In the last 6 months I have started working more frequently with Google’s relatively new language called Go. I have written some command line tools in the form of file servers and Subversion hooks. I have written a few web based tools such as local development tools for memory metrics, code searching, and more. More recently I’ve started using Go professionally for projects where I felt that it would fill the need for long running daemons that provide services to other applications.

The most recent project I am working on involves providing data from a 3rd party back-office system used by my client to a CMS platform that we maintain. The CMS platform drives the client’s public-facing website while the back-office solution offers tools such as scheduling, booking, and more. The client only recently started moving to this system and they want the website to display some data from the back-office in an effort to drive sales. To complicate matters, however, some data that they wish to present is not stored in the back-office solution, so we decided to manage the missing data in our CMS platform. This means that now the website needs data from two very different sources. The first source of data is a SQL database which feeds the CMS platform, and subsequently the website. The second source is from an XML-based API over HTTP from the back-office solution.

The idea here is to build a microservice application which aggregates data from both the SQL and HTTP sources into a single RESTful service that the CMS can consume. The microservice provides endpoints which follow a RESTful paradigm. Requests are authenticated using JWT tokens, allowing the CMS to communicate directly from JavaScript without having to replicate the model in the CMS’s C# code. From a high level this is what that looks like.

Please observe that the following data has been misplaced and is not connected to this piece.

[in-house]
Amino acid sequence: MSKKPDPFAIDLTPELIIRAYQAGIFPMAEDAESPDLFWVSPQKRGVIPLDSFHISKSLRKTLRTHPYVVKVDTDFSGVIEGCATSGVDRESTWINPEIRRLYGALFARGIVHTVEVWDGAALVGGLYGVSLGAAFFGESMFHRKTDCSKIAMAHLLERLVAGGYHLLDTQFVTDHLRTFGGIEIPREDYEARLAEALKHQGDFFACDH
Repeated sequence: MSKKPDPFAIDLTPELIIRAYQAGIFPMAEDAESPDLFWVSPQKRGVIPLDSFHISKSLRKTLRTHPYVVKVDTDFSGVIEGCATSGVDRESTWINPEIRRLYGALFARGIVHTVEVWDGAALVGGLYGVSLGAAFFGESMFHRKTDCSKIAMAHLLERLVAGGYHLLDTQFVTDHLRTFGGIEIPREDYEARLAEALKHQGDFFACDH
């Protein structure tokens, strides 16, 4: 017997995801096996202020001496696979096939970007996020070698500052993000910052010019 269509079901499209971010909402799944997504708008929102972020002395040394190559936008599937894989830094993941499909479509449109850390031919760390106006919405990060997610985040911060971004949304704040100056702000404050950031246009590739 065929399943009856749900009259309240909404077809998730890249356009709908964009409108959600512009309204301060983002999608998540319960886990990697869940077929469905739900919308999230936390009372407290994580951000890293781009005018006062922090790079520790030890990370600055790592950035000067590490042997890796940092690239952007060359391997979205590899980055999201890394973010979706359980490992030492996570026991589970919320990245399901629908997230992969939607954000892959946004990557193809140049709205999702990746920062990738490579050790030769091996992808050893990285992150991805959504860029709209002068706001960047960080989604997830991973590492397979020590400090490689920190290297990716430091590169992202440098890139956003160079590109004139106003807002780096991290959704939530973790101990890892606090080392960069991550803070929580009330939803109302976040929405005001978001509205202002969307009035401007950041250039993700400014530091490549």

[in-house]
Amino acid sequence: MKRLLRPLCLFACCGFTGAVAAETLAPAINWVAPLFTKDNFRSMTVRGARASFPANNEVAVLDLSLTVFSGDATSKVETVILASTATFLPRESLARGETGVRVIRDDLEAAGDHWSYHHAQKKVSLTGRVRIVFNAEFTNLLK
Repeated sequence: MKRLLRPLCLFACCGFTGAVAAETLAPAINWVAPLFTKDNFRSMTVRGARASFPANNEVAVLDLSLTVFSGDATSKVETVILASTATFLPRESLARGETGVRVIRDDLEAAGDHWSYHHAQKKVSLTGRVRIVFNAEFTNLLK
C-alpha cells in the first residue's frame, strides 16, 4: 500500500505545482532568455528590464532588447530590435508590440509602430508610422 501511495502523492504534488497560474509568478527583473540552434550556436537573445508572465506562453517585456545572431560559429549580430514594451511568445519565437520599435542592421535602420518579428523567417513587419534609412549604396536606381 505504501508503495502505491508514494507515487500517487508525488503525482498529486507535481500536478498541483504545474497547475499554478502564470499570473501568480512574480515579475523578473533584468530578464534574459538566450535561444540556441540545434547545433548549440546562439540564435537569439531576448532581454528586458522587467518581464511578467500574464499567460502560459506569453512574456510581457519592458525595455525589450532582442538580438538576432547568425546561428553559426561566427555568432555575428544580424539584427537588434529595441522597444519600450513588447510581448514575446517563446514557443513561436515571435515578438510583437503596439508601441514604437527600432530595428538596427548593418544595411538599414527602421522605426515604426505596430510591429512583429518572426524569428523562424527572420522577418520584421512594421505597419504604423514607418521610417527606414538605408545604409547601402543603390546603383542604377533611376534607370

High Level Infrastructure High level Infrastructure Diagram

Request Process Request Process

Now if you’ve done any reading across the internet lately you will find that Google’s Go language can be very polarizing. There are those that love the language, and others who seem to hate it.

Those Who Like It

  • Simplicity - Not too many baked-in language constructs, no fancy OOP ideas
  • Fast Compile Time - Go just compiles fast
  • Native - Compiles to a single, native binary, for fast execution and easy distribution
  • Goroutines - Green threads that can communicte over channels, oftentimes avoiding mutexes and locks
  • Garbage Collected - Don’t have to deal with manual memory management.

Those Who Do Not Like It

  • No Exceptions - Lots of hate around checking for error codes quite frequently
  • No Generics - Some types of functions built around a specific type have to be repeated for other types, due to lack of generics
  • No Classes - Go has no real concept of a class. Only attaching functions to structures, and interfaces
  • Garbage Collected - Not everyone likes automatic memory management. There is a cost, and Go’s garbage collector is still young

Those lists are far from complete, but do illustrate a bit about the conversations that are happening out there regarding why one may or may not use Go. In my experiences so far, though, I am falling into the category of those who enjoy writing Go. Specifically for this particular job, here are a few reasons why it has been pleasant.

  • Creating an HTTP server in Go is super easy
  • The 3rd party API returns XML responses. Deserializing XML in Go, so far, has been as easy as defining attributes on a structure
  • The standard library for HTTP is flexible enough to setup middleware for processing requests, and as such setting JWT for authentication was a breeze
  • Goroutines has allowed me to excute tasks in parallel that may otherwise be a bottleneck

I’m pretty sure that Go is not the language for everything, but for this project, and many others I’m looking at, Go has been a powerful tool in my toolbox.

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Adam Presley




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